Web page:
ABY WARBURG’S DREAM:
THE VISUAL LIBRARY OF FERDINAND COLUMBUS
Luis Francisco Martínez Montes
Fragment of Aby Warburg´s Bilderatlas Mnemosyne.
Anyone passionate about books and art associates the mythical Mnemosyne, the Greek personification of Memory, with the name of Abraham Moritz Warburg (1866-1929). Aby Warburg was a member of a Jewish banking dynasty with roots in Venice and Germany. From very early on he was very sure about what he wanted to do with his life and, above all, about what he did not want to do for a living. At the tender age of thirteen, and this is the stuff of history turned into legend, Aby sold his rights of primogeniture to his younger brother Max in exchange for a promise to buy him all the books of his choice during the length of his life, a truly bibliophile treat and a banker´s nightmare. Thus, after his marriage Aby renounced to run the family business and devoted himself to ethnographic studies among the Hopi in New Mexico and then became immersed in the world of Classical Antiquity and the Renaissance, travelling to Italy and settling for a while in Florence at a time when the city was attracting path-breaking art historians and connoisseurs, among them the forerunner of Renaissance studies and the most famous art dealer in the US, Bernard Berenson. In the meanwhile, the pragmatic Max rose to prominence as one of the most successful and innovative financiers of his turbulent times. Indeed, part of the Warburg family escaped from Nazi Germany and prospered as global investment bankers in London and New York. By then and before his premature death, Aby had fulfilled one of his ambitions: the creation of a library based in Hamburg. It was not an ordinary library, but one devoted to Aby´s obsession: the transmission and transformation of images and their meaning. In this regard, Aby considered visual motifs to be as important as words are in their role as vessels carrying the Western tradition from Antiquity to the Renaissance and beyond. He was, in a sense, the founder of Iconology, an approach to art history based on the study of visual representations within its changing cultural and social context. Iconology tries to derive meaning from the interaction between the work of art and its milieu as both co-evolve through time.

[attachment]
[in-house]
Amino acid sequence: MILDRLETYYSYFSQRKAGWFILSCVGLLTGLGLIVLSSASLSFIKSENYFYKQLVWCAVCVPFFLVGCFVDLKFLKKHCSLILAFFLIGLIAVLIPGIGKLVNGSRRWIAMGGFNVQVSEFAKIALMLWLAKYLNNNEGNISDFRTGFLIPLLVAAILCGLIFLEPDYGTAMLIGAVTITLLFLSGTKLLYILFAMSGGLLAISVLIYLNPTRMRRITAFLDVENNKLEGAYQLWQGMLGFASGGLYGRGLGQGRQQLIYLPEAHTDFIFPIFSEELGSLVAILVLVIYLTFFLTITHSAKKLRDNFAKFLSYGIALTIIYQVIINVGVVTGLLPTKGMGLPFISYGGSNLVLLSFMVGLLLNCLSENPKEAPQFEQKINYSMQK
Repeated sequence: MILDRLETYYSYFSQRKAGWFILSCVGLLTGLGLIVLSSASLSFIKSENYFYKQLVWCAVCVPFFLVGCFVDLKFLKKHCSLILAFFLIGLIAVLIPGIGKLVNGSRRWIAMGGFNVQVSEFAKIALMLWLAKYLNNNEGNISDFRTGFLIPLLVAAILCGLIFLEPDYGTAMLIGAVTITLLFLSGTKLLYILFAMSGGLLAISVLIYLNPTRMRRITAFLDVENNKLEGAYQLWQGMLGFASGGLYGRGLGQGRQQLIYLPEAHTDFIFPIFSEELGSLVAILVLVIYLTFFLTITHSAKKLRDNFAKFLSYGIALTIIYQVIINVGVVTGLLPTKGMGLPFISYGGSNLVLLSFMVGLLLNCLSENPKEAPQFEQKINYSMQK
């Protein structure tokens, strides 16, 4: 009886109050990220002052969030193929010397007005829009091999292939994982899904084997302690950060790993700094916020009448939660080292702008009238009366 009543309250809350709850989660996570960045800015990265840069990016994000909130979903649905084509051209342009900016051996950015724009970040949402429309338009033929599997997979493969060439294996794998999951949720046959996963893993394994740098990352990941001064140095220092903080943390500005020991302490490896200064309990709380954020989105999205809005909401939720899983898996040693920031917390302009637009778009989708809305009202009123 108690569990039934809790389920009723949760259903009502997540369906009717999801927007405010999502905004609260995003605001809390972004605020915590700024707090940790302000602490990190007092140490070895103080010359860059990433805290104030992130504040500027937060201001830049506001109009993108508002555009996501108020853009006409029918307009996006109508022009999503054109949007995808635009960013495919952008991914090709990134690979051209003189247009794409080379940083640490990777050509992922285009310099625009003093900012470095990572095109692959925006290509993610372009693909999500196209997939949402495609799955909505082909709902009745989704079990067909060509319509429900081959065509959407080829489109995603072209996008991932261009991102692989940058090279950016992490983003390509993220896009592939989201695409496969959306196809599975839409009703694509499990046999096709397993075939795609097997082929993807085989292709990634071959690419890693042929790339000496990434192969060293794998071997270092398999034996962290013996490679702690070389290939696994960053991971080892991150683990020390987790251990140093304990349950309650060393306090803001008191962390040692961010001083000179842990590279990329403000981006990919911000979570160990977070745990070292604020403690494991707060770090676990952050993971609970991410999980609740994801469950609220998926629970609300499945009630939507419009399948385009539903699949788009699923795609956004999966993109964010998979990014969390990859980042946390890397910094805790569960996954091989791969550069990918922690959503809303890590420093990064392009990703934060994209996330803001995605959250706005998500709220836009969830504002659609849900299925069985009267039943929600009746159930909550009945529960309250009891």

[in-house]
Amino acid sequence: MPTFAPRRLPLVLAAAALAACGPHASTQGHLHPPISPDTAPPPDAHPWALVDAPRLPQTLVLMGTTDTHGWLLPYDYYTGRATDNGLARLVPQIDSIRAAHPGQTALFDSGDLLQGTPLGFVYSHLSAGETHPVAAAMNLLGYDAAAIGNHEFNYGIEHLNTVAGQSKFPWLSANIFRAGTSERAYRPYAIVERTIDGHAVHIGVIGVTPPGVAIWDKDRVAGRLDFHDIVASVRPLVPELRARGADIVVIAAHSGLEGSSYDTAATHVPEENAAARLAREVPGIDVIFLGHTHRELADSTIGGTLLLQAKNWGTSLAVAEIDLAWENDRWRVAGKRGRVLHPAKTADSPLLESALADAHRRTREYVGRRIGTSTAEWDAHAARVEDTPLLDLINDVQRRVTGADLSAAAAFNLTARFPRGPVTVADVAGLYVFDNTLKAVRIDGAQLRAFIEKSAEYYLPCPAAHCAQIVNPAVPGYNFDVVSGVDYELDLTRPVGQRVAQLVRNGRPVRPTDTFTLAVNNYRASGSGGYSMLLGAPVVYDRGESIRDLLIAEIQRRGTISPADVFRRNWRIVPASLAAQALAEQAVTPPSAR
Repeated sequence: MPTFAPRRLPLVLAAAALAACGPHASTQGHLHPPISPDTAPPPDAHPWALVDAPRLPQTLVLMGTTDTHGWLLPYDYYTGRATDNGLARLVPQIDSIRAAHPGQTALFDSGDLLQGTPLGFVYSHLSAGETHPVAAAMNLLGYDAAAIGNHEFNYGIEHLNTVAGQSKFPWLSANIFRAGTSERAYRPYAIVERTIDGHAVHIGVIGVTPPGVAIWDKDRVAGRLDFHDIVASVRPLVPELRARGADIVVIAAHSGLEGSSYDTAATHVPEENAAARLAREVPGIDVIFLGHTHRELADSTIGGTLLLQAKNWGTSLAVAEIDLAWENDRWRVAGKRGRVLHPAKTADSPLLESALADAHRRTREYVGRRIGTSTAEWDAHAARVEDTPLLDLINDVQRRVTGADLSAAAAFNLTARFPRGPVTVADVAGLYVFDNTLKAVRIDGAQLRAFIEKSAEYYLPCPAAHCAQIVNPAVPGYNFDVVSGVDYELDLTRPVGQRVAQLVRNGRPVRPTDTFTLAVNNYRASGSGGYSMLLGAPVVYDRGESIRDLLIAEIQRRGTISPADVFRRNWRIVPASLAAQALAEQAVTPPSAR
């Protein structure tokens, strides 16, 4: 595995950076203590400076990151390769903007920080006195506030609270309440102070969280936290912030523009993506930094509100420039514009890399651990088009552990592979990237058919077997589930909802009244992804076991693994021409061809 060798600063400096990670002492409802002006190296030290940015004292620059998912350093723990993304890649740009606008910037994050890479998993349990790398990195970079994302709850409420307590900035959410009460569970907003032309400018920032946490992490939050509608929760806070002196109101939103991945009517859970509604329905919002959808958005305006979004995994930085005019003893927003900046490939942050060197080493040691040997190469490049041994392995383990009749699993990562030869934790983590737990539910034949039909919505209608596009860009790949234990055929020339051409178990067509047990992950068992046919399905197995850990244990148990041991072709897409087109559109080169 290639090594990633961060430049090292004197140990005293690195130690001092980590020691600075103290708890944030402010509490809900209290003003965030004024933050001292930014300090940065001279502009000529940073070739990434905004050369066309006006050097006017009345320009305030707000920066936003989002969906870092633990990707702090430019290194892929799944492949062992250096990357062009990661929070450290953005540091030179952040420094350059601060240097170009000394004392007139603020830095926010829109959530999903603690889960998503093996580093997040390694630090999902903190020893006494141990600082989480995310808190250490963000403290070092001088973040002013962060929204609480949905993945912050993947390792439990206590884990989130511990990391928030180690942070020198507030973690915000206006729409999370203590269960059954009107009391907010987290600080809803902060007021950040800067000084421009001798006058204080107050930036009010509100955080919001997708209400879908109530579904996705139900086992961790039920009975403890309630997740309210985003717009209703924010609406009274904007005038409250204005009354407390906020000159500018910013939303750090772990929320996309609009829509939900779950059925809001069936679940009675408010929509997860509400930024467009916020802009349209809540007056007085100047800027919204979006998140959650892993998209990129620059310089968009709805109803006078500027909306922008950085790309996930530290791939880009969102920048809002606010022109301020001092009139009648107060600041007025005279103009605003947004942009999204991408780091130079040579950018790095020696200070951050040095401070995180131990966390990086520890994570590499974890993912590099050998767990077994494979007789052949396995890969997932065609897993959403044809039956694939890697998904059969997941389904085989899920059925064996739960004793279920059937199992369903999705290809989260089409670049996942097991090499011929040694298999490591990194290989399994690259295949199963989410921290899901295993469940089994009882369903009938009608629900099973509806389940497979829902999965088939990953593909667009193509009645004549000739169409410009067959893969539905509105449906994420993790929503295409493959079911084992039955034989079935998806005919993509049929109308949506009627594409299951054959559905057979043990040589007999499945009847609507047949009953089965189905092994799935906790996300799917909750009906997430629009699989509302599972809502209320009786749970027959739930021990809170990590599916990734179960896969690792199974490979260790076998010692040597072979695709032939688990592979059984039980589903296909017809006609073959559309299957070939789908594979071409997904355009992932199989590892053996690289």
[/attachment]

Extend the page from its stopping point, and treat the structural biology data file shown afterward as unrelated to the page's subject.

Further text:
The Academy of Baccio Bandinelli, by Enea Vico, circa 1544. The Metropolitan Museum of Art, New York.
Aby Warburg´s emphasis on the value of images as cultural conveyors and his Jungian acceptance of the irrational, including magic and myth, as an integral part of the Western collective mind worth studying, preserving and divulging let him devise the so called Mnemosyne Atlas as a complement to his beloved library. Both were meant to be a kind of repository, in words and images, of the Western humanistic tradition, conceived of not as a harmonious and static paradise where gods and men dwell peacefully, but as a Nietzschean struggle between the Apollonian and the Dionysian resulting in a permanent tension of irrational and rational forces that we try to suppress at our peril. The Atlas and the Library were also unique in the sense that they were not to be organized according to any orthodox system of classification but following what Aby called the “law of the good neighbor”. He arranged books, captions, paintings, photos or engravings neither alphabetically nor by subjects, but by original themes of truly Borgesque resonances, like “monsters”, “magic mirrors” or “miraculous birth”.